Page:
Two decrepit warehouses on North MacQuesten Parkway in Mount Vernon could be the key to revitalizing Fleetwood.
Enclave Equities plans to demolish the structures and build clusters of market-rate, low-rise apartment buildings.
“It’s the perfect site to get the area completely revitalized,” said Sam Mermelstein, vice president of development.
Enclave bought the warehouse at 645 MacQuesten, a half-block away from Metro-North’s Fleetwood station, and another a block or so south at 525 MacQuesten, for $9.1 million in 2006.
The warehouses have outlived their usefulness.
“The way it stands now, they make no sense,” Mermelstein said. The company is paying taxes but cannot make enough money on rents.
“They’re coming down.”
Enclave got its start in 2008 managing a portfolio of distressed properties. Now the Purchase-based company focuses on underperforming or mismanaged properties in fundamentally sound markets. It has more than 1,500 apartments and 300,000 square feet of commercial space in development, mostly in New York City and the Northeast corridor.
Mount Vernon, with three train stations and quick access to highways, is posed for development, Mermelstein said.
Enclave wants to construct five buildings with 179 apartments. One cluster will have two 5-story buildings at 645 MacQuesten next to the Classic Audi repair shop. Another cluster includes two 5-story buildings at 525 MacQuesten and a 4-story building behind them that will front on Locust Street.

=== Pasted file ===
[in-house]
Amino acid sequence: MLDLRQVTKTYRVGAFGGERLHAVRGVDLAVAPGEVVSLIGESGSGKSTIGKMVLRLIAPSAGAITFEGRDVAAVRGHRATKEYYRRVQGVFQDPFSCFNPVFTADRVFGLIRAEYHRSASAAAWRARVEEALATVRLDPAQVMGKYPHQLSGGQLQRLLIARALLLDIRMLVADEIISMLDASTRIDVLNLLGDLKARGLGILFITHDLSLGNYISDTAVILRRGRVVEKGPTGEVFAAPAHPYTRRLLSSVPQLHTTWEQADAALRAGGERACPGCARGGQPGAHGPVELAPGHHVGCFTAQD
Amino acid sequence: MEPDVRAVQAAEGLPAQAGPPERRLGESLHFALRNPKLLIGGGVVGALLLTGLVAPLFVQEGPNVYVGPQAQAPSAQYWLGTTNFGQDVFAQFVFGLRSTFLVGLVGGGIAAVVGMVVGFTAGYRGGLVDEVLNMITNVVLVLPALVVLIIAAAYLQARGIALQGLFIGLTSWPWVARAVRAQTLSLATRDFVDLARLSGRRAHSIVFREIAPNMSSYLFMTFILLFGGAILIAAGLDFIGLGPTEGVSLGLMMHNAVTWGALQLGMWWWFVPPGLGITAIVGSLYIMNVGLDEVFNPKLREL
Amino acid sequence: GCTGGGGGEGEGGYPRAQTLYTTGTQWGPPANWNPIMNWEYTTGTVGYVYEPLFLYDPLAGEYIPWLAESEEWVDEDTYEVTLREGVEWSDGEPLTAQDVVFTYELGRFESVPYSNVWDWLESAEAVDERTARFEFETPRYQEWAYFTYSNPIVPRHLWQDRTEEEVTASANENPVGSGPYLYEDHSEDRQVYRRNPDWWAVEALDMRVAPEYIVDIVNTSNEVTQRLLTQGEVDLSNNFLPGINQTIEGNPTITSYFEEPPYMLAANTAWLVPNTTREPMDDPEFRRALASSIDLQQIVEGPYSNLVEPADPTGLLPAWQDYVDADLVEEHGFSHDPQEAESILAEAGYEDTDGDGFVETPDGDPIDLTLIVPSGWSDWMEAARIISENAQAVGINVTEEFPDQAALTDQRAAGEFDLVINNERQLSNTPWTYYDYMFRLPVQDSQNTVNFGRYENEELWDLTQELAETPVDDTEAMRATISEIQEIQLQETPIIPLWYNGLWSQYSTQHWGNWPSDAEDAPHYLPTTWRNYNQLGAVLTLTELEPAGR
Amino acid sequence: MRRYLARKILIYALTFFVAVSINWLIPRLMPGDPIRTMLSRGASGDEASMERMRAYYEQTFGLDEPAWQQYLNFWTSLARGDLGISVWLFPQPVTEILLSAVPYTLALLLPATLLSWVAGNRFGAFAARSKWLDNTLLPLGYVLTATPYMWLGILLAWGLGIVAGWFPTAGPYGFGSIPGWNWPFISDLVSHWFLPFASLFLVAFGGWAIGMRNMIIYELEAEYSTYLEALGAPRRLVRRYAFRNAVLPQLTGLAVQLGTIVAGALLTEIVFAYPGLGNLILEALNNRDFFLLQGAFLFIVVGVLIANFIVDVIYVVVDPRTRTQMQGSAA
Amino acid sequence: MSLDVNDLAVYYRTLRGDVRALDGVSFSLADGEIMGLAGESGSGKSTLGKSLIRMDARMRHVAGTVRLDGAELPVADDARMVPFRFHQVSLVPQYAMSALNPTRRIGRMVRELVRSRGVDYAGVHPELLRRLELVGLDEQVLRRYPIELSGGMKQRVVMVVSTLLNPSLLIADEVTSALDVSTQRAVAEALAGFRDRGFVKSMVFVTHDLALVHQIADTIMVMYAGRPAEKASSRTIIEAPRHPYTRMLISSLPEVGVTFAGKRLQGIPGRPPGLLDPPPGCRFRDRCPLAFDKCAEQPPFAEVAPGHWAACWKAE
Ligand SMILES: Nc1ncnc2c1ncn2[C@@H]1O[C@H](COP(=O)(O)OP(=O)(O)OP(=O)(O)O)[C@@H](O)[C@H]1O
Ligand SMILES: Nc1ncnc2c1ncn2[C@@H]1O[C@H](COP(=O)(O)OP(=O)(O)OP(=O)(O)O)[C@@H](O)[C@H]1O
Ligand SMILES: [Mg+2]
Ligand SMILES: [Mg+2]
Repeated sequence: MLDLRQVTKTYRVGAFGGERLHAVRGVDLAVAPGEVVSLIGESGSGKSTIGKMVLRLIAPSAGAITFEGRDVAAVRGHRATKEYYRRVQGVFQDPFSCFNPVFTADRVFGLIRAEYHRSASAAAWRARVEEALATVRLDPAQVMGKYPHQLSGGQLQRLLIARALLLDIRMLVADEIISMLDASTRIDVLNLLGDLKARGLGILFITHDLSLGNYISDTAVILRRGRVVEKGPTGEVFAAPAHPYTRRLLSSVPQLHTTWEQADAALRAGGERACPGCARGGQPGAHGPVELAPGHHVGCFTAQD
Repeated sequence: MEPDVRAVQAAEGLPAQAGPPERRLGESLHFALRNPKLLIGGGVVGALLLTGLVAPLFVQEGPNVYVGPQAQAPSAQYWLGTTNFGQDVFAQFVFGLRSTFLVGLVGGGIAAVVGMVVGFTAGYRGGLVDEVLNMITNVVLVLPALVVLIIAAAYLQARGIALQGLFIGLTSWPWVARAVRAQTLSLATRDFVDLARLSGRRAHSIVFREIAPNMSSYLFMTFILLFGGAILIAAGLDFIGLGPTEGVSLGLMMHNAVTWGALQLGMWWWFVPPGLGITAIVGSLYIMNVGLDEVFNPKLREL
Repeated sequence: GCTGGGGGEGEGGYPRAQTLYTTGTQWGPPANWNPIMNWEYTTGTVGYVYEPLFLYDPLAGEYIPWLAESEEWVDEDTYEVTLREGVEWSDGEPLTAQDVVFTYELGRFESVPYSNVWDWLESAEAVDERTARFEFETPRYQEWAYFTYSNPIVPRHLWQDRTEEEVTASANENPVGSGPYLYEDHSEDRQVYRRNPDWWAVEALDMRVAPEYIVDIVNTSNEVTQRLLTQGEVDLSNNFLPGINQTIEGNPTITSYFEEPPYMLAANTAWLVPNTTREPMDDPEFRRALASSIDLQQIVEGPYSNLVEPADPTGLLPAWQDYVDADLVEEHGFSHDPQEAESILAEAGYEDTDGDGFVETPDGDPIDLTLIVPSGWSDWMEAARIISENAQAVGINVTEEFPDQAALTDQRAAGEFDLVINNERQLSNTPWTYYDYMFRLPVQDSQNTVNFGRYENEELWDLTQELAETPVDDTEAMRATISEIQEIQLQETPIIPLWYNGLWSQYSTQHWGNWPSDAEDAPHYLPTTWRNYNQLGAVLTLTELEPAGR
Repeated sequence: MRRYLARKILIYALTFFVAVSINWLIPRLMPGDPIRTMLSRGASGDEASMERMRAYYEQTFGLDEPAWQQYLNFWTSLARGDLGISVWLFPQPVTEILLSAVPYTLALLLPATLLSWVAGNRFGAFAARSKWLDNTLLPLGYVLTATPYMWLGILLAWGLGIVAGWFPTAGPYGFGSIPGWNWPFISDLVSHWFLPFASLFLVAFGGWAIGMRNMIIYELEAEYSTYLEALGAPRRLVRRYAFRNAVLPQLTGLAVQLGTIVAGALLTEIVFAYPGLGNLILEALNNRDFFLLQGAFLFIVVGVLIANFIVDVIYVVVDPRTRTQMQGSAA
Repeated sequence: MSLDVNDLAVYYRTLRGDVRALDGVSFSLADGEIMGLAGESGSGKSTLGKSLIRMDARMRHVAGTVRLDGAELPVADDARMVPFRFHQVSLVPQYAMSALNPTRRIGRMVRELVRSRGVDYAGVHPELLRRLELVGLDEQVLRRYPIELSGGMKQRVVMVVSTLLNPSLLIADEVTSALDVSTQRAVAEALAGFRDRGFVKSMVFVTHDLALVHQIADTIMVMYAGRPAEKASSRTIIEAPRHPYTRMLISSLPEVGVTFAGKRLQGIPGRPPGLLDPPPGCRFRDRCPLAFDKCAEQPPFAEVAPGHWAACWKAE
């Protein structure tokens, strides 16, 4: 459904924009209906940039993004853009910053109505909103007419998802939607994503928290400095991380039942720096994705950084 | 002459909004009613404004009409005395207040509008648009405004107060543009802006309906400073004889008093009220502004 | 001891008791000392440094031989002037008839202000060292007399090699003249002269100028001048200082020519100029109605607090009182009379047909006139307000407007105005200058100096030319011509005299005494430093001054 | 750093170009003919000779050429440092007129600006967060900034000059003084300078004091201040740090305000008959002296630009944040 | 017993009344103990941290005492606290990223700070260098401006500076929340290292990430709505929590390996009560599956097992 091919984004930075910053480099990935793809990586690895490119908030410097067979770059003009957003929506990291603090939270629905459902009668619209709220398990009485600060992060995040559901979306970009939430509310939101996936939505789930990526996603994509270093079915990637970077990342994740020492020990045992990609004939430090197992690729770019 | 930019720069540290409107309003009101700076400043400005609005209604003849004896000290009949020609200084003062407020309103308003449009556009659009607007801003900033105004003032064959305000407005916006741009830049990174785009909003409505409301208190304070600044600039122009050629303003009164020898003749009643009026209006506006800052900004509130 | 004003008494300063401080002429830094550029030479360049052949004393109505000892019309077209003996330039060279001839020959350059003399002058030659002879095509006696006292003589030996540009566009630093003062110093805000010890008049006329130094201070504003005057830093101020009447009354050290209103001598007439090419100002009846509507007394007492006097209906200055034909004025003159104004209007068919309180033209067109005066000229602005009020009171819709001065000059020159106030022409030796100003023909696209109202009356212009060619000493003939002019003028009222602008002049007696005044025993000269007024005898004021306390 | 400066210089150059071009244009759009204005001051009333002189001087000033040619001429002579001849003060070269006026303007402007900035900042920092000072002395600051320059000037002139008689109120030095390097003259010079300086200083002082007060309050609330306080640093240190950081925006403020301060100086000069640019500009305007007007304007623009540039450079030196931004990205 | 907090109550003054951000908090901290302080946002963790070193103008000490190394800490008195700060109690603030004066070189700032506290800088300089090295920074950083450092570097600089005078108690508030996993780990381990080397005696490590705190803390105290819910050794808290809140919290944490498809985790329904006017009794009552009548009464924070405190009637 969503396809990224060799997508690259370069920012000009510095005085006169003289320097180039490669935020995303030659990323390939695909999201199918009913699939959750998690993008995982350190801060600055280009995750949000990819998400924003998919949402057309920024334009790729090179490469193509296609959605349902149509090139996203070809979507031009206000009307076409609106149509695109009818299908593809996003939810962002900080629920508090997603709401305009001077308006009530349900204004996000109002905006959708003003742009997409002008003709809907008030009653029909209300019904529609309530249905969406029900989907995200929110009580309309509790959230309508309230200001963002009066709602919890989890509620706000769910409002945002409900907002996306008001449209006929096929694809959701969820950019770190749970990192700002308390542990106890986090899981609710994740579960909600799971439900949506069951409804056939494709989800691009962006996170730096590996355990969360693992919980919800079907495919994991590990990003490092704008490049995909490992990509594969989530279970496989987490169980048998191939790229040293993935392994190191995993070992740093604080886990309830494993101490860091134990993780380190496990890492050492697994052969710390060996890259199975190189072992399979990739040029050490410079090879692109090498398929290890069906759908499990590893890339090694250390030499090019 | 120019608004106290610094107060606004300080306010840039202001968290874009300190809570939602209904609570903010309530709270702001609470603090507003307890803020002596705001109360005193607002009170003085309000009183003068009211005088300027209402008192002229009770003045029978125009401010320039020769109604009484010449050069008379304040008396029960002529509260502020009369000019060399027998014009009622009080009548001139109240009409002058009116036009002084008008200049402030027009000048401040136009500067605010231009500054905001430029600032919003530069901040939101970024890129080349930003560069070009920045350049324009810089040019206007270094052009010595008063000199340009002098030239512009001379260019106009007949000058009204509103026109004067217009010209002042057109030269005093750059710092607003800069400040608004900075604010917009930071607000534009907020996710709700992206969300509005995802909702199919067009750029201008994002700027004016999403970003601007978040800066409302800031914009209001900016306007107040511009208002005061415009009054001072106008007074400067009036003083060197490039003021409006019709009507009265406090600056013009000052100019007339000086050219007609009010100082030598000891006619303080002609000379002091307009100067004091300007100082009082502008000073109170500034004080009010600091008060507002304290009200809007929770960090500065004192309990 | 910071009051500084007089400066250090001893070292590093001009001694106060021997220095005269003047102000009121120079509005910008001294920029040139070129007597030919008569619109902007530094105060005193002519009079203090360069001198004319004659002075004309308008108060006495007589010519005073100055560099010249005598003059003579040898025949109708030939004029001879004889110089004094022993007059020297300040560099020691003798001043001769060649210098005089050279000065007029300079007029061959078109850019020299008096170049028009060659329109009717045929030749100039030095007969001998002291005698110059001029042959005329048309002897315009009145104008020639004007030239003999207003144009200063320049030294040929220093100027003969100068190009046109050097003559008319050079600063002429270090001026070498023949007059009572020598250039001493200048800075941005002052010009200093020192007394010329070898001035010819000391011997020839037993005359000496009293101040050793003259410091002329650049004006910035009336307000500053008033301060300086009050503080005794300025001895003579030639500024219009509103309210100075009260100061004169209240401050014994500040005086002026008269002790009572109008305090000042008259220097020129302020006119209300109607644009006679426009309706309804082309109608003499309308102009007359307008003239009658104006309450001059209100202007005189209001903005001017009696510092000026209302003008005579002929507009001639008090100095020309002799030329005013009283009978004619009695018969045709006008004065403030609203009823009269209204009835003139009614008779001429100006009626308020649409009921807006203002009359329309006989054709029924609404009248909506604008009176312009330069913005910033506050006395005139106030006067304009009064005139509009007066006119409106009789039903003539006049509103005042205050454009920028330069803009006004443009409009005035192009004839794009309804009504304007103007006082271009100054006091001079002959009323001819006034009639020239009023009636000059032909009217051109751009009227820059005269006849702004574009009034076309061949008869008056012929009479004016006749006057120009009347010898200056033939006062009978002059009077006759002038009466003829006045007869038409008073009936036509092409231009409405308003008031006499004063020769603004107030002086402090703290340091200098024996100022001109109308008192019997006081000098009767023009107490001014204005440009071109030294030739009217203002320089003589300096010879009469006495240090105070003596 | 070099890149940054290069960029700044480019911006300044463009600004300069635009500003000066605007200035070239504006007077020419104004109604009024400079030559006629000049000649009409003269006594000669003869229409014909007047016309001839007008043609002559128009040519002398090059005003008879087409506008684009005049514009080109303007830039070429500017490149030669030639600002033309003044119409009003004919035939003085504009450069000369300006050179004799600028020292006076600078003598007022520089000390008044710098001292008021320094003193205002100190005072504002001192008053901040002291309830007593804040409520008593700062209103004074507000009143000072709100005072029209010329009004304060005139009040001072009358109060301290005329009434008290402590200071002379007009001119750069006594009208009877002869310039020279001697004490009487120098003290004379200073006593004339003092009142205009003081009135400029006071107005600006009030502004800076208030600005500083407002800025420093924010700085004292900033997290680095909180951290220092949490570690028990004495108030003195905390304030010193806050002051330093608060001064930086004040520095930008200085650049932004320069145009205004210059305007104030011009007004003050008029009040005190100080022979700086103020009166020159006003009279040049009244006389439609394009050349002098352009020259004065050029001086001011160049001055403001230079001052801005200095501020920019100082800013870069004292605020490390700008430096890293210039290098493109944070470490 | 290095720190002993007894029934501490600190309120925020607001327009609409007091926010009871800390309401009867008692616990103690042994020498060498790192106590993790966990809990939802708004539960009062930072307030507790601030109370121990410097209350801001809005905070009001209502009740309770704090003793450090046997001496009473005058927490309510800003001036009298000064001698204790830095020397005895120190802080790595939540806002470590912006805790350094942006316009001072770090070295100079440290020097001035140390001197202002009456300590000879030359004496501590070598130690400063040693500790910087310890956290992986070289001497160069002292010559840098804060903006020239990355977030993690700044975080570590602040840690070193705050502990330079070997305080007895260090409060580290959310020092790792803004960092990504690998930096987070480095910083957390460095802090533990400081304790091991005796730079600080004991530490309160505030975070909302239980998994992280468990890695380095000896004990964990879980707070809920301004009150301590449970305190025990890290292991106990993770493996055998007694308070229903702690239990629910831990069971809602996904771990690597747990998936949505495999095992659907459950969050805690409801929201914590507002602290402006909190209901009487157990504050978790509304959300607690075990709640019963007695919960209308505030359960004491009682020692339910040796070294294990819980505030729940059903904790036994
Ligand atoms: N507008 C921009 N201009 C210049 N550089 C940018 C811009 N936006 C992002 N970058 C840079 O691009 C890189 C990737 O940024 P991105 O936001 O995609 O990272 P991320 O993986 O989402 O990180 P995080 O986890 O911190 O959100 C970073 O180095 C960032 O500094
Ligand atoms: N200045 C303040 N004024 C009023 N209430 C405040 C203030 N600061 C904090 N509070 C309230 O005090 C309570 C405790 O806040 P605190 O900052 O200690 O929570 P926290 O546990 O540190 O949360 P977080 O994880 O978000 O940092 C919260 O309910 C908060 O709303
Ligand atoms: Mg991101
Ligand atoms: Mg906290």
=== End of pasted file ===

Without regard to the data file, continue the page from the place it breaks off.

Fleetwood retailers say they are hurting and need an economic shot in the arm, according to Mermelstein. Enclave sees market-rate apartments, rather than subsidized housing, as the key to stimulating a neighborhood. Yet market-rate apartments are in short supply in Mount Vernon.
“This gives them the shot,” he said. “You need to bring in people who can spend money. You bring in the people and retail will follow.”
He said the project would not strain the school system because it is designed for young professionals without children, with 600 square feet for one-bedroom units and 800 square feet for two bedrooms. He estimated that no more than six school-age children will be housed there.
The developer has passed muster with the zoning board and planning board. The architectural review board is next, and the Mount Vernon Industrial Development Agency is doing a cost-benefit analysis of the project.
Enclave has asked the IDA for sales and mortgage tax relief totaling about $1.4 million, tax abatement for 25 to 30 years and a payment in lieu of taxes agreement of $940 for one-bedroom units and $1,100 for the two-bedroom units.
The company has budgeted $43.7 million, including about $33.6 million for construction. It expects to create 200 construction jobs and 15 permanent jobs.
Enclave has applied for a demolition permit and is ready to raze the warehouses. Construction will take about 24 months.
“We believe in Mount Vernon,” Mermelstein said. “This project is really important. It will change the area for the better.”